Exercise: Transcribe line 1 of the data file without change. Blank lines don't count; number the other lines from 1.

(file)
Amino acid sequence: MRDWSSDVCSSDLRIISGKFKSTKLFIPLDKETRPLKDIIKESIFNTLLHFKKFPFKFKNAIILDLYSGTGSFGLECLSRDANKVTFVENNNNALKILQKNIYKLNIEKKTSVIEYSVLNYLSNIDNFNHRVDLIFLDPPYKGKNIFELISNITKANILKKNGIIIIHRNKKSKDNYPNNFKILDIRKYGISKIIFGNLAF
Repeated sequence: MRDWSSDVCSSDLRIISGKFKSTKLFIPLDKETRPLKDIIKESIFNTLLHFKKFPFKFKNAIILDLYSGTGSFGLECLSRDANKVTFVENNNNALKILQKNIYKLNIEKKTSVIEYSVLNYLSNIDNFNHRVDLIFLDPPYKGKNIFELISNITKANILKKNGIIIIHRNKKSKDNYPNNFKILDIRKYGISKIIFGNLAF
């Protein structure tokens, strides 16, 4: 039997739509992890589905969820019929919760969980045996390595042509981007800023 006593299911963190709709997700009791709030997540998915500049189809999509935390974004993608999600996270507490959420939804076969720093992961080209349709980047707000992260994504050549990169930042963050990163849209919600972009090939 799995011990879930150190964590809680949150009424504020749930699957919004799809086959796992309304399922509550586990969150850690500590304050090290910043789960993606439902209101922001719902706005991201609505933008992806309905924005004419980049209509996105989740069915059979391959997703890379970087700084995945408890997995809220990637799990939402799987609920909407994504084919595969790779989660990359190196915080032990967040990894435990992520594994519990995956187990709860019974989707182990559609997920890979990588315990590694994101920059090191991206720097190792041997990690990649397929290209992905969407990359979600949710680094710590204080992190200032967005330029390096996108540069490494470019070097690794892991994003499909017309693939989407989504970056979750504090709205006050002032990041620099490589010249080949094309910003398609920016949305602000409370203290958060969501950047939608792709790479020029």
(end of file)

Amino acid sequence: MRDWSSDVCSSDLRIISGKFKSTKLFIPLDKETRPLKDIIKESIFNTLLHFKKFPFKFKNAIILDLYSGTGSFGLECLSRDANKVTFVENNNNALKILQKNIYKLNIEKKTSVIEYSVLNYLSNIDNFNHRVDLIFLDPPYKGKNIFELISNITKANILKKNGIIIIHRNKKSKDNYPNNFKILDIRKYGISKIIFGNLAF